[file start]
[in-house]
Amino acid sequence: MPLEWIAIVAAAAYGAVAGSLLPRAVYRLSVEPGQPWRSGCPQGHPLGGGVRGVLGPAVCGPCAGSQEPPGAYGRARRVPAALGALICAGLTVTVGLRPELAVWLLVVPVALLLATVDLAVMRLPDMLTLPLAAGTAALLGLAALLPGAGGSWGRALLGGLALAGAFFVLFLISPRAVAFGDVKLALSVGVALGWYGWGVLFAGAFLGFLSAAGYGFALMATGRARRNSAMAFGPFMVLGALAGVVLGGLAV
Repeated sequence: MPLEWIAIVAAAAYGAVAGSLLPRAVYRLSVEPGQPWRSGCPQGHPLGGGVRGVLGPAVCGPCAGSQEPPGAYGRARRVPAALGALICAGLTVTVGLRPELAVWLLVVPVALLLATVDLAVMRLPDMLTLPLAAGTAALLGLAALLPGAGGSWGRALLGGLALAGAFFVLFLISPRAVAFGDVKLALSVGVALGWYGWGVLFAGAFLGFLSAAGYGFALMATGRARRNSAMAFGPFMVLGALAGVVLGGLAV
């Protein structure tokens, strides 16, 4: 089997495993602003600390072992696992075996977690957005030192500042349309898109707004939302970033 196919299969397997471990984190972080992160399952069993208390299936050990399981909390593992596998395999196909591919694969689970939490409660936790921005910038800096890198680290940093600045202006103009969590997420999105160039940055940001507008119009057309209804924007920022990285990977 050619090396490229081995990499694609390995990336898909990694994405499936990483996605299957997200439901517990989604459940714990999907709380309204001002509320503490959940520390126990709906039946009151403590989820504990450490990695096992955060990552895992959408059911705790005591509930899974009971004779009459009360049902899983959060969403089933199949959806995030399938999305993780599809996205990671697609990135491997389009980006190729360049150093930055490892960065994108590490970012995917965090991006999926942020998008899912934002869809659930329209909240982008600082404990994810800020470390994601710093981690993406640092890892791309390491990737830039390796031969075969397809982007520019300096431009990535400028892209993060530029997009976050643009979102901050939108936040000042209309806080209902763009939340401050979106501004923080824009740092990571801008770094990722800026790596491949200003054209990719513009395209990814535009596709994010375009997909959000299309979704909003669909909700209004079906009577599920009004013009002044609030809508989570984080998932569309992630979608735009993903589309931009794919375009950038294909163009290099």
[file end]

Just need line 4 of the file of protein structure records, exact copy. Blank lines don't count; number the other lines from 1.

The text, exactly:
């Protein structure tokens, strides 16, 4: 089997495993602003600390072992696992075996977690957005030192500042349309898109707004939302970033 196919299969397997471990984190972080992160399952069993208390299936050990399981909390593992596998395999196909591919694969689970939490409660936790921005910038800096890198680290940093600045202006103009969590997420999105160039940055940001507008119009057309209804924007920022990285990977 050619090396490229081995990499694609390995990336898909990694994405499936990483996605299957997200439901517990989604459940714990999907709380309204001002509320503490959940520390126990709906039946009151403590989820504990450490990695096992955060990552895992959408059911705790005591509930899974009971004779009459009360049902899983959060969403089933199949959806995030399938999305993780599809996205990671697609990135491997389009980006190729360049150093930055490892960065994108590490970012995917965090991006999926942020998008899912934002869809659930329209909240982008600082404990994810800020470390994601710093981690993406640092890892791309390491990737830039390796031969075969397809982007520019300096431009990535400028892209993060530029997009976050643009979102901050939108936040000042209309806080209902763009939340401050979106501004923080824009740092990571801008770094990722800026790596491949200003054209990719513009395209990814535009596709994010375009997909959000299309979704909003669909909700209004079906009577599920009004013009002044609030809508989570984080998932569309992630979608735009993903589309931009794919375009950038294909163009290099």